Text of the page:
In baseball, there are two general ways to evaluate a player: on-field scouting versus analytics. Although these two methods of gauging talent can be painted as conflicting arts, they’re more often used in tandem to get a more well-rounded assessment. Still, everyone has their preferences, and frequently, I lean toward the numbers side. Maybe this is due to ease of access or because my background doesn’t exactly foster a scouting approach (a Peter Kozma-esque performance in high school baseball doesn’t exactly bolster my confidence in swing mechanics), but most of my writing revolves around sabermetrics. Still, every now and then, I, like many others, venture onto the other side of the spectrum, and it’s virtually impossible not to in the case of Aaron Hicks.
Hicks, a potential five-tool player who evaluators once considered an elite prospect, had a disastrous start to his career as a Yankee. He hit .087 in April (a -35 wRC+!) and combined to slash .199/.262/.312 in May, June, and July. Not only was the speed which netted Hicks 13 steals in just 97 games last season completely gone (zero steals before August), but the 26-year old’s defense had slipped and his bat was practically a non-factor. The former Minnesota Twin had deservedly earned the ‘Hate Vessel’ tag from Yankees fans, and “We want Judge!” chants erupted from the crowd each time Hicks stepped to the plate.
But everything changed in August. Hicks, despite some lost at bats to the fan favorite and top prospect Aaron Judge, has hit .307/.342/480 over his past 29 games. All three of his 2016 steals have been swiped this month, and Hicks has also hit four of his seven home runs during this period. After an average wRC+ of 39 up to this past month, Hicks has hit his way to a 121 wRC+ in the dog days of August. How has this sudden change in performance happened? It’s not hard to see the adjustments Hicks has made, even if you have an eye as blind to scouting as I do.
The change is clear as day: the leg kick. You don’t need me to explain this picture. Aaron Hicks didn’t have a leg kick to start this season, but it gradually made its way into his swing throughout the year. Now, in his best month, Hicks has his highest kick yet, and it appears to be more than a coincidence.
Although Hicks hasn’t specifically commented on the mechanical change this season, it became an interesting subject of discussion while he was in the midst of a successful 2015 campaign. According to Brandon Warne of Twins Daily, Hicks was joking around in the 2014-2015 offseason, mimicking swings of notable players, when he first stumbled upon the leg kick.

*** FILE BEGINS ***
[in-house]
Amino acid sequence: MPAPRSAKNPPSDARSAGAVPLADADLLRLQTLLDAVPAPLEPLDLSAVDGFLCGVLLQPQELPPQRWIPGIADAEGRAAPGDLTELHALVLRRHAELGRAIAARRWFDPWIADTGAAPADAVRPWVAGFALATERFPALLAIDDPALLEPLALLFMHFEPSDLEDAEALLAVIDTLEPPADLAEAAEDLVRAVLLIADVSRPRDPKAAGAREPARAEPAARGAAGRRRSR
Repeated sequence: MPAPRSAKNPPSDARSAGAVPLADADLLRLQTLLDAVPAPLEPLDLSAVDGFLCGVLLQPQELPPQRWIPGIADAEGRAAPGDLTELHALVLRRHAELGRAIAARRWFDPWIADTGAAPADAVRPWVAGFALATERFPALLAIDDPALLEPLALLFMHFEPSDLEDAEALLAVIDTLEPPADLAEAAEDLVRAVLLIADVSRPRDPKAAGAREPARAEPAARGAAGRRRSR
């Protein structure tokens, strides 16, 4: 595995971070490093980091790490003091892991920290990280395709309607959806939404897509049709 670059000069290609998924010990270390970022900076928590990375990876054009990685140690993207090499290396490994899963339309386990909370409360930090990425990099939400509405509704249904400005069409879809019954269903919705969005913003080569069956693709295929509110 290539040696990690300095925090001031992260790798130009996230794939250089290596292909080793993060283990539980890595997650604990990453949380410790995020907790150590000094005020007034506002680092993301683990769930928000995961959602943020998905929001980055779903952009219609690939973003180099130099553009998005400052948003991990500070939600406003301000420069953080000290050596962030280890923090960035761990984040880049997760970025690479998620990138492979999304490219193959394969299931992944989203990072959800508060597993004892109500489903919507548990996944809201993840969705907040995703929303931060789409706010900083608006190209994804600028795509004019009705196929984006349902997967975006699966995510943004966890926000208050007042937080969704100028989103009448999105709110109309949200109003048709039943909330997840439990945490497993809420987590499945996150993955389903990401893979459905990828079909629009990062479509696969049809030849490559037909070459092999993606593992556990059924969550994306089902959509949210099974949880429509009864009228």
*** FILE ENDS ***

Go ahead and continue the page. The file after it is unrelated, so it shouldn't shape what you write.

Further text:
“I started to like it,” Hicks told Warne. “From then on it was kind of a point where I was just like, you know what, I’m going to try this. We were just having fun in offseason hitting, and it just kind of led to me being comfortable with it and taking solid swings.”
Hicks continued to tinker with it in Spring Training, quickly becoming comfortable with the new part of his swing. Hicks felt the kick helped to “generate my timing mechanism so I need to have my hands ready,” while also making him a more aggressive hitter. Not only did the kick turn into an integral part of his breakout season, but it sounds like it may have catalyzed his surprising performance in the first place.
With that in mind, the sudden disappearance of the leg kick to begin this season is very odd. It doesn’t make sense for him to no longer incorporate what previously proved to be a key part of his success, and it’s unsurprising news that removing the leg kick has caused his 2016 season to nosedive.
Luckily, if August is any indication, bringing the leg kick back could turn around what looked like a lost season for Hicks. Over the past 30 days, Hicks has been hitting more line drives and making hard contact much more consistently. His performance has, as mentioned before, rapidly improved, and Hicks has turned in one of his best months since last July.
You may have noticed everything doesn’t completely add up, though. Sure, a lack of a leg kick explains a disastrous April, but he began to bring the adjustment back in mid-May. In a perfect world, Hicks’ performance turnaround should have correlated with the return of a leg kick. Realistically though, these types of mechanical tweaks can take months for a hitter to become comfortable with, and it took some time for Hicks to, once again, grow accustomed to a leg kick. The adjustment period meant some ugly swings in the first half, but it’s paid off lately.
Maybe Hicks won’t continue to play this well throughout September, but the leg kick provides a concrete answer to his sudden success, while also giving hope that the performance is sustainable. Although Hicks has had a difficult start to his tenure in pinstripes, there’s still a chance he turns into a well-rounded outfielder… one talented and productive enough to start in New York next season.
Source: Kim Klement-USA TODAY Sports